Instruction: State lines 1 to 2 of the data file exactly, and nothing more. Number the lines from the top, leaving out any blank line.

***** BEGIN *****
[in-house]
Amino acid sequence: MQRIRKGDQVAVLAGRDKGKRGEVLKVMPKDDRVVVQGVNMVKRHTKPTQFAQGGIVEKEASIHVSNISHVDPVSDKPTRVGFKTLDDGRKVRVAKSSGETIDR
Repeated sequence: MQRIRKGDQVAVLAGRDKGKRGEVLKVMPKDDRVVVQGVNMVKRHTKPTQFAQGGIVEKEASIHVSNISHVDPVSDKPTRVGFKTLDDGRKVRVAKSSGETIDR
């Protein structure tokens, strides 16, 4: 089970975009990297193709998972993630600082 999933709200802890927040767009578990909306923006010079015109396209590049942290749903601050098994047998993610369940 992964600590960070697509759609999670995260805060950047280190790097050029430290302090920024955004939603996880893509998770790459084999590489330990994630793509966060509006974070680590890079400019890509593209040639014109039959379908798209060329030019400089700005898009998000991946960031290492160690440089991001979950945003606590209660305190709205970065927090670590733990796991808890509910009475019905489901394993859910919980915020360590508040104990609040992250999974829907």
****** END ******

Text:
[in-house]
Amino acid sequence: MQRIRKGDQVAVLAGRDKGKRGEVLKVMPKDDRVVVQGVNMVKRHTKPTQFAQGGIVEKEASIHVSNISHVDPVSDKPTRVGFKTLDDGRKVRVAKSSGETIDR